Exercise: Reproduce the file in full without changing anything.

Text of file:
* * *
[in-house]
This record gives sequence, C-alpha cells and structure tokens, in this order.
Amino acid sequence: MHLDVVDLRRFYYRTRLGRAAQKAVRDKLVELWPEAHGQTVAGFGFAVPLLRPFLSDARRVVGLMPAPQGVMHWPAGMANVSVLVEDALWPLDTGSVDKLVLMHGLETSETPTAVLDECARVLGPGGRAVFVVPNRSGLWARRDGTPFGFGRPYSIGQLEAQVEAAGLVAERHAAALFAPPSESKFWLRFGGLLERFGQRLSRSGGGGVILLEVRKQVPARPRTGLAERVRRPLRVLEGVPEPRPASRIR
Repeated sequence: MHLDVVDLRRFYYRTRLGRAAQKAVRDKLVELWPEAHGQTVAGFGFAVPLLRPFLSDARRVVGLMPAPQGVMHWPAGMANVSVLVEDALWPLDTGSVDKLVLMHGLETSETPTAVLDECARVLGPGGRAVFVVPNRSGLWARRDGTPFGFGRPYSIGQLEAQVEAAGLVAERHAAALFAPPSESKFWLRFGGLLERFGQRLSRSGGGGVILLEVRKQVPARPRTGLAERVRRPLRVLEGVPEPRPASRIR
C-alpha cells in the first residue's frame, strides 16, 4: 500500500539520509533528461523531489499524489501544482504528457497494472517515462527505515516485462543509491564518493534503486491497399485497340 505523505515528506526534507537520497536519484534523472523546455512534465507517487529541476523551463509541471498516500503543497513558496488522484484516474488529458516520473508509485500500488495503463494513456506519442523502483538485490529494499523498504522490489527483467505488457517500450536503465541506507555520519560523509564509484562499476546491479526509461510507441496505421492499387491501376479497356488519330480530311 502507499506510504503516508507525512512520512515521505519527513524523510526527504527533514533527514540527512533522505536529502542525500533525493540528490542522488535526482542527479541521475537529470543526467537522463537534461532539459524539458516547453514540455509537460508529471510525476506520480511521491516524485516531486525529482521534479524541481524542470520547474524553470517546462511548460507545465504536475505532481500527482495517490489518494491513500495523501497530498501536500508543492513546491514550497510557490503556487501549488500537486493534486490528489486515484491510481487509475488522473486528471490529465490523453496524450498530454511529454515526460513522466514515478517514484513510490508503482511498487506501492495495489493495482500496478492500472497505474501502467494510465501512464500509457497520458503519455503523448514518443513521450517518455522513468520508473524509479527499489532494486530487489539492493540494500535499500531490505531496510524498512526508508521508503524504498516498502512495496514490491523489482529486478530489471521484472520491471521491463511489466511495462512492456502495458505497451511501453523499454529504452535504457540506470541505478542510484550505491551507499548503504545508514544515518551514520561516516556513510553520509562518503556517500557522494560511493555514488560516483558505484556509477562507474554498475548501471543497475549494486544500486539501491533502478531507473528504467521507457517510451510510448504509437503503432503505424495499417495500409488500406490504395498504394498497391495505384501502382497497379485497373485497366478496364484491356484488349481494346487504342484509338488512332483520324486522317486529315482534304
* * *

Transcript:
[in-house]
This record gives sequence, C-alpha cells and structure tokens, in this order.
Amino acid sequence: MHLDVVDLRRFYYRTRLGRAAQKAVRDKLVELWPEAHGQTVAGFGFAVPLLRPFLSDARRVVGLMPAPQGVMHWPAGMANVSVLVEDALWPLDTGSVDKLVLMHGLETSETPTAVLDECARVLGPGGRAVFVVPNRSGLWARRDGTPFGFGRPYSIGQLEAQVEAAGLVAERHAAALFAPPSESKFWLRFGGLLERFGQRLSRSGGGGVILLEVRKQVPARPRTGLAERVRRPLRVLEGVPEPRPASRIR
Repeated sequence: MHLDVVDLRRFYYRTRLGRAAQKAVRDKLVELWPEAHGQTVAGFGFAVPLLRPFLSDARRVVGLMPAPQGVMHWPAGMANVSVLVEDALWPLDTGSVDKLVLMHGLETSETPTAVLDECARVLGPGGRAVFVVPNRSGLWARRDGTPFGFGRPYSIGQLEAQVEAAGLVAERHAAALFAPPSESKFWLRFGGLLERFGQRLSRSGGGGVILLEVRKQVPARPRTGLAERVRRPLRVLEGVPEPRPASRIR
C-alpha cells in the first residue's frame, strides 16, 4: 500500500539520509533528461523531489499524489501544482504528457497494472517515462527505515516485462543509491564518493534503486491497399485497340 505523505515528506526534507537520497536519484534523472523546455512534465507517487529541476523551463509541471498516500503543497513558496488522484484516474488529458516520473508509485500500488495503463494513456506519442523502483538485490529494499523498504522490489527483467505488457517500450536503465541506507555520519560523509564509484562499476546491479526509461510507441496505421492499387491501376479497356488519330480530311 502507499506510504503516508507525512512520512515521505519527513524523510526527504527533514533527514540527512533522505536529502542525500533525493540528490542522488535526482542527479541521475537529470543526467537522463537534461532539459524539458516547453514540455509537460508529471510525476506520480511521491516524485516531486525529482521534479524541481524542470520547474524553470517546462511548460507545465504536475505532481500527482495517490489518494491513500495523501497530498501536500508543492513546491514550497510557490503556487501549488500537486493534486490528489486515484491510481487509475488522473486528471490529465490523453496524450498530454511529454515526460513522466514515478517514484513510490508503482511498487506501492495495489493495482500496478492500472497505474501502467494510465501512464500509457497520458503519455503523448514518443513521450517518455522513468520508473524509479527499489532494486530487489539492493540494500535499500531490505531496510524498512526508508521508503524504498516498502512495496514490491523489482529486478530489471521484472520491471521491463511489466511495462512492456502495458505497451511501453523499454529504452535504457540506470541505478542510484550505491551507499548503504545508514544515518551514520561516516556513510553520509562518503556517500557522494560511493555514488560516483558505484556509477562507474554498475548501471543497475549494486544500486539501491533502478531507473528504467521507457517510451510510448504509437503503432503505424495499417495500409488500406490504395498504394498497391495505384501502382497497379485497373485497366478496364484491356484488349481494346487504342484509338488512332483520324486522317486529315482534304